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The Righteous Among The Nations

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International Events Honoring Righteous

Honoring Yevgenia Zamoroko-Lysenko as Righteous Among the Nations

Nikolay Zamoroko, son of Yevgenia Zamoroko-Lysenko, receiving the Righteous Among the Nations certificate and medal on his late mother’s behalf from Israel’s Ambassador to the United States, H.E. Mr. Sallai Meridor, in a ceremony held at the USHMMNikolay Zamoroko, son of Yevgenia Zamoroko-Lysenko, receiving the Righteous Among the Nations certificate and medal on his late mother’s behalf from Israel’s Ambassador to the United States, H.E. Mr. Sallai Meridor, in a ceremony held at the USHMM
Yevgenia Zamoroko-Lysenko in 1955Yevgenia Zamoroko-Lysenko in 1955

On September 6, 2007 the title of Righteous Among the Nations was bestowed on the late Yevgenia Zamoroko-Lysenko from Ukraine. H.E. Sallai Meridor, Ambassador of Israel to the United States, presented the medal and certificate of honor to her son Nikolay Zamoroko, who lives in Maryland.

The Event
The ceremony was held at the United States Holocaust Memorial Museum. Present at the ceremony were Ambassador Sallai Meridor, Senator Ben Cardin, Fred S. Zeidman, USHMM Chairman, Sara J. Bloomfield, USHMM director, and Irena Steinfeldt, Director of the Department of the Righteous Among the Nations of Yad Vashem. Nikolay Zamoroko accepted the award for his mother and said: “It was no surprise for me that my mom, as I knew her, would do this — without any doubt. She was an inspiration.”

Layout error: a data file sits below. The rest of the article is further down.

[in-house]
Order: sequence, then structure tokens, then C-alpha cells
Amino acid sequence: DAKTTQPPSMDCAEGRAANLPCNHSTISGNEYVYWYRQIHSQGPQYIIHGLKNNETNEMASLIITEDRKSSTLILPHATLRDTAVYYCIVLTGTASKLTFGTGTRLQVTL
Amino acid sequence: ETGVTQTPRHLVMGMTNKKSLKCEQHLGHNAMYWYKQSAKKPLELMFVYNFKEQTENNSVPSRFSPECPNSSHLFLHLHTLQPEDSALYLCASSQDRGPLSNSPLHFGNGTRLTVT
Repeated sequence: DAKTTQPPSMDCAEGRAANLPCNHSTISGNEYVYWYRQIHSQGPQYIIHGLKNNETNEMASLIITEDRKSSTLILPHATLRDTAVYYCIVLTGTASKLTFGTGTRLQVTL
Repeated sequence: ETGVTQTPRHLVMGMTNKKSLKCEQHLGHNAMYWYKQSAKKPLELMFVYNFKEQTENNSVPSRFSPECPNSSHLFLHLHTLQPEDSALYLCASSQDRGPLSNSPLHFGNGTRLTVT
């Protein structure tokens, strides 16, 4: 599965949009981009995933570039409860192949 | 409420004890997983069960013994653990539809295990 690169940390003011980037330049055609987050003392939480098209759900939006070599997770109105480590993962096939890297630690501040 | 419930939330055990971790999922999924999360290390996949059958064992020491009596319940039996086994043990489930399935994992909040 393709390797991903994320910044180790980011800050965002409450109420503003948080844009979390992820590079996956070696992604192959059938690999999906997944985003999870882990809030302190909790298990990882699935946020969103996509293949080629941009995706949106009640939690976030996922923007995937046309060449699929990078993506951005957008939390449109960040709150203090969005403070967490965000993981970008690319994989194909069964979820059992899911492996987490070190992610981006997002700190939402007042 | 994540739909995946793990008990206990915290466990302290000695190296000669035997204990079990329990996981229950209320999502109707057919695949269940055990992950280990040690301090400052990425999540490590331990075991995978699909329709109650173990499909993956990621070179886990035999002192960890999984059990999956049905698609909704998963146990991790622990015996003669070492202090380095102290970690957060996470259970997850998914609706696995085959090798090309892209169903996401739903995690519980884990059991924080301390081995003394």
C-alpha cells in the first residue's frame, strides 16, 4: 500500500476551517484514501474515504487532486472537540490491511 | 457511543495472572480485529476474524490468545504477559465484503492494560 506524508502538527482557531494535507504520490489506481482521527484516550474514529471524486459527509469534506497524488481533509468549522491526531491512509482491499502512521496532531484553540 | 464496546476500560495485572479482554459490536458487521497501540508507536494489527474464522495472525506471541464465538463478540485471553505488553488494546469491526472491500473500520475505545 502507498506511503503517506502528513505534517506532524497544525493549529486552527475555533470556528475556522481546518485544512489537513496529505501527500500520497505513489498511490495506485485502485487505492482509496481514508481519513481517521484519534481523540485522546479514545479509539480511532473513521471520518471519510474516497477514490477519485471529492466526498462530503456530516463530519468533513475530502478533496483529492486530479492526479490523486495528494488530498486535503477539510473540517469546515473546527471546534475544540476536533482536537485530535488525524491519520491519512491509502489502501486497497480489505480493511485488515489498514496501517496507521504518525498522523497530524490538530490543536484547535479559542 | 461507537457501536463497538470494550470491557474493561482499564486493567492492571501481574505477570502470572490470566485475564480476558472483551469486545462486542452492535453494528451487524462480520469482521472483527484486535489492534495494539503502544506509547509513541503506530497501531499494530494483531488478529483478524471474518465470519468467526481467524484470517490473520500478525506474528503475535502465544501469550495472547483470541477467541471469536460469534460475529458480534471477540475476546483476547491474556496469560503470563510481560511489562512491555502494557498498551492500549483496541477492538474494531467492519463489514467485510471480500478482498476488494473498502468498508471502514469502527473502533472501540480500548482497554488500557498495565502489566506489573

Masha Gurevich-Spivak didn’t live to see the ceremony honoring Yevgenia Zamoroko-Lysenko; she died a few months after she wrote to Yad Vashem about her  “deep wish to do something for my teacher”. Despite many efforts, Yad Vashem was unable to trace relatives of the other rescuer, Klavdia Elarionovna Sopova, and her certificate of honor was placed in the archive for safekeeping.

The Story
Yevgenia Zamoroko-Lysenko was a physics teacher who lived in Kherson, Ukraine. After the German occupation, Yevgenia and her roommate, Klavdia Sopova, went to work for the police offices where the population registries were held. There they met Masha Spivak, a former student, whose parents and two brothers had been murdered soon after the Germans occupied Kherson.  The two women helped Masha obtain false identity papers. They falsified the registry so that it said that Masha was actually non-Jewish and had been adopted by Jewish parents. They also allowed her to live in their apartment. “At a time when I couldn’t walk in the street because they would shout  ‘here’s another jidovska’”, Masha Gurevich-Spivak wrote to Yad Vashem, “I would come to them at night, and they would feed me, wash me and shelter me”.  In April 1942, the hospital at which Masha worked was relocated. Now jobless, Masha was afraid to venture around town looking for another job for fear of being recognized as a Jew. Yevgenia and Klavdia persuaded her to present herself for forced labor in Germany. Masha worked in Germany until liberation in 1945. She moved to Israel in 1948, but contact with Yevgenia was renewed only in the year 2000, when Yevgenia was already very sick. By the time Yad Vashem’s letter arrived in Kherson, asking Yevgenia for her account of the rescue, she had passed away. Her son, who had meanwhile moved to the United States, found Yad Vashem’s letter among his late mother’s possessions.